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23 August 2005 Design tools for freeform optics
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Freeform Optical surfaces are defined as any non-rotationally symmetric surface or a symmetric surface that is rotated about any axis that is not its axis of symmetry. These surfaces offer added degrees of freedom that can lead to lower wavefront error and smaller system size as compared to rotationally symmetric surfaces. Unfortunately, freeform optics are viewed by many designers as more difficult and expensive to manufacture than rotationally symmetric optical surfaces. For some freeform surfaces this is true, but a designer has little or no feedback to quantify the degree of difficulty for manufacturing a surface. This paper describes a joint effort by Optical Research Associates (ORA) and the Precision Engineering Center (PEC) at North Carolina State University to integrate metrics related to the cost and difficulty of manufacturing a surface into the merit function that is used during the design of an optical system using Code V. By incorporating such information into the merit function, it is possible to balance optical performance and manufacturability early in the design process.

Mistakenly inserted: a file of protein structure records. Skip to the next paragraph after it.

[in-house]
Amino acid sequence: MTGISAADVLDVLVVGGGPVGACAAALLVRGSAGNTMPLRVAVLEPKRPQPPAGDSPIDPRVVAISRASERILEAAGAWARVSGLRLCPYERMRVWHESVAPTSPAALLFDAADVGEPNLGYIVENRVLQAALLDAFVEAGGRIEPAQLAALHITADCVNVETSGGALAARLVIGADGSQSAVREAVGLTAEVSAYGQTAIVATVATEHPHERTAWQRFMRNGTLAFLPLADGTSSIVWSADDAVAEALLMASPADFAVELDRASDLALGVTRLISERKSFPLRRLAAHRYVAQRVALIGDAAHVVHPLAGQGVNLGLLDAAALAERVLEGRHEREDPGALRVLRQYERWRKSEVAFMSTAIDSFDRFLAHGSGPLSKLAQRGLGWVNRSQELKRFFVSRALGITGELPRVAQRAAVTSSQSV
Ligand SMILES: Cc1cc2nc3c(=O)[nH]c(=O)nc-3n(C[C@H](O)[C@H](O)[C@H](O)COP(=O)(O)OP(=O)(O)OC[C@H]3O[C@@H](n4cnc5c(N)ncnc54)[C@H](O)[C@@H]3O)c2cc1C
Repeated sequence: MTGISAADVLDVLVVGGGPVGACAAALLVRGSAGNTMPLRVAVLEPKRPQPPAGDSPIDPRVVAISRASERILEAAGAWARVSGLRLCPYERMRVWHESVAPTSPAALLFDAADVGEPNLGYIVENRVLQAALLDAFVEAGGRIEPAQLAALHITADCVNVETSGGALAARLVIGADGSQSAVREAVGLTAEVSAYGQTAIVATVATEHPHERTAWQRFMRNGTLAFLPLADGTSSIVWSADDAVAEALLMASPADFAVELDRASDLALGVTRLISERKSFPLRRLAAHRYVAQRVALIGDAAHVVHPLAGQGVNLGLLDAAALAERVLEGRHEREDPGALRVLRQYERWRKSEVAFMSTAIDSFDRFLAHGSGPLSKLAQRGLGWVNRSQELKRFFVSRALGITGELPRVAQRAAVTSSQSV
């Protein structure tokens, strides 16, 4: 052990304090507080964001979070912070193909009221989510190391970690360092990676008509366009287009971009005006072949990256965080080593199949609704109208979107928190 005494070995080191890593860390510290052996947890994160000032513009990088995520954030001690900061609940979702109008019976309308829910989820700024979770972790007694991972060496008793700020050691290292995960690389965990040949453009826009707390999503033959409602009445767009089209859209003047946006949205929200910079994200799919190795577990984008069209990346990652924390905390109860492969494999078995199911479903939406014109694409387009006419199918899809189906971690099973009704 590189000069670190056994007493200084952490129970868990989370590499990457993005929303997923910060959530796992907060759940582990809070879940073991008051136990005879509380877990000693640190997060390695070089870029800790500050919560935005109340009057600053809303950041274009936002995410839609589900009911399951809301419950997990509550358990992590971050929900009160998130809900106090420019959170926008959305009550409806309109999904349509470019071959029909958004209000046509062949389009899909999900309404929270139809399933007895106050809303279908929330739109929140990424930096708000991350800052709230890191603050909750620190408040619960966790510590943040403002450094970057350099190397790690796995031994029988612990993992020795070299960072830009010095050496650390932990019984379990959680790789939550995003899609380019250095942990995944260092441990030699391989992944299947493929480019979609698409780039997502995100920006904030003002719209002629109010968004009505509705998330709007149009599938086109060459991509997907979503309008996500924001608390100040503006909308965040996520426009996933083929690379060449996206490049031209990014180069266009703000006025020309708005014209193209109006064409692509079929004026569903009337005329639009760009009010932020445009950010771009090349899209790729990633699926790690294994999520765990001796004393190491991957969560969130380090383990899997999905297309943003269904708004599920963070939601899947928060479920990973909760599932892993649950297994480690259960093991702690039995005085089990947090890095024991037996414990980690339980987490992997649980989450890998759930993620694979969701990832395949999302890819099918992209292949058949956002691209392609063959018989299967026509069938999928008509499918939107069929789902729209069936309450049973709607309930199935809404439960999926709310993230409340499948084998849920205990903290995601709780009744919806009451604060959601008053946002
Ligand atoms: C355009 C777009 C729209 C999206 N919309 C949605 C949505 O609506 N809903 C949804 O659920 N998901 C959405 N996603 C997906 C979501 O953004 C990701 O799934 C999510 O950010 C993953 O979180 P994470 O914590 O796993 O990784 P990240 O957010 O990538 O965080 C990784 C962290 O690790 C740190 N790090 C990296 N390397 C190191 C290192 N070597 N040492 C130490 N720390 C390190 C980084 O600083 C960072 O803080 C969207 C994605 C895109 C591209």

© (2005) COPYRIGHT Society of Photo-Optical Instrumentation Engineers (SPIE). Downloading of the abstract is permitted for personal use only.
Kenneth Garrard, Thomas Bruegge, Jeff Hoffman, Thomas Dow, and Alex Sohn "Design tools for freeform optics", Proc. SPIE 5874, Current Developments in Lens Design and Optical Engineering VI, 58740A (23 August 2005);


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